The 5 types of food photography backdrops you should have in your collection

Are you in the process of building your photography surface collection? Actually, that's a rhetorical question because, as photographers, we are ALWAYS working to build a larger and more diverse prop and backdrop repertoire. Why? Because clients require different things. 

For example, my favorite photographic style (currently) is one with dramatic lighting and shadows coupled with a darker color palette. However, most of my clients want a light, clean look to their images. As much as my personal photographic style may be what attracts a client to me, it's not always what keeps them around. They want to know I can create work that fits THEIR brand-- not mine. Consequently, I need to have a range of photo backdrops to pick from to ensure I can meet their expectations. 

Here's another example: Have you ever photographed a cookbook?? For anyone who has, you know how many props and surfaces you need to have on hand. It's crazy! Art directors generally do not want to see the same surface repeated throughout a book. They want the images to be cohesive and look like they are part of the same "collection" (think Project Runway here) but they don't want them to look like they were all photographed in the same place. This can be a real challenge because you can't just have a couple backdrops on hand -- you need a LOT of options that all fall within the same style (ex: rustic, airy, colorful, etc.) It gets very complicated quickly.

Luckily, you don't need to start with tons of photo backdrops. In my opinion, there are 5 types of surfaces that are essential to have in your collection and, if you've got at least one of each, you are well on your way!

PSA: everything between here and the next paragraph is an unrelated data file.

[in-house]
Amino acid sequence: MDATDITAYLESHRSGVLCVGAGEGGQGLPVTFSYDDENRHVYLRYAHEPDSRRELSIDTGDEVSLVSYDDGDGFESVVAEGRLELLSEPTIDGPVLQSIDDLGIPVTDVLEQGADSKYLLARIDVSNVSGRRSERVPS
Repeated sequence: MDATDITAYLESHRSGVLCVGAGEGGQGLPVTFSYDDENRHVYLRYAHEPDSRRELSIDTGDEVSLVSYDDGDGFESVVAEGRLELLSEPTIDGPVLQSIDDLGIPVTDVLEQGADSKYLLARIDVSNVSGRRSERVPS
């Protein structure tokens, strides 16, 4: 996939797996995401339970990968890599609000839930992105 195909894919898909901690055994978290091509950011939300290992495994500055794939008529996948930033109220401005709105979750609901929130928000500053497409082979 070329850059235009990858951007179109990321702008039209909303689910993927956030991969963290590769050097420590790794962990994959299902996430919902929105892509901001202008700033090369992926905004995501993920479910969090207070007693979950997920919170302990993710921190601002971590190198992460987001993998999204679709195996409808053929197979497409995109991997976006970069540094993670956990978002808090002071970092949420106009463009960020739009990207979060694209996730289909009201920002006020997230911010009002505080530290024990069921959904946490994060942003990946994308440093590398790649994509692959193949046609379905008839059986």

1. Something LIGHT

In my experience, "light & bright" is the most commonly requested style direction by clients. It makes sense. A light background can really draw attention to the hero of the image. Symbolically, lightness is also linked to a sense of freshness, health and happiness, which makes it an obvious choice for a lot of brands. The exact type of light backdrop is up to you-- it can be wood, stone, paint-- whatever speaks to you.

We have a whole collection of light backdrops but I definitely have my favorites, which are below. Keep in mind, these aren't white backgrounds-- they vary in terms of tone and brightness but I love them for the way they photograph. As always, your surfaces will look different depending on how you light them.

(All of these images are linked to the product)

2. Something DARK

Just like you need at least one backdrop that is light, you also need one that is dark. You can go in so many directions here- something with texture and multiple colors woven into the design or something solid and monochromatic. Metal, stone and dark wood are all great options.

As I've mentioned, how dark these look in your images will come down to how you light and style them. For example, our Luca surface is one I use ALL THE TIME and I typically light it in a way that makes it look dark and moody. In real life, it IS pretty dark, but if you shot it with bright, un-diffused light, it would read brighter and greener than it actually is, as shown here: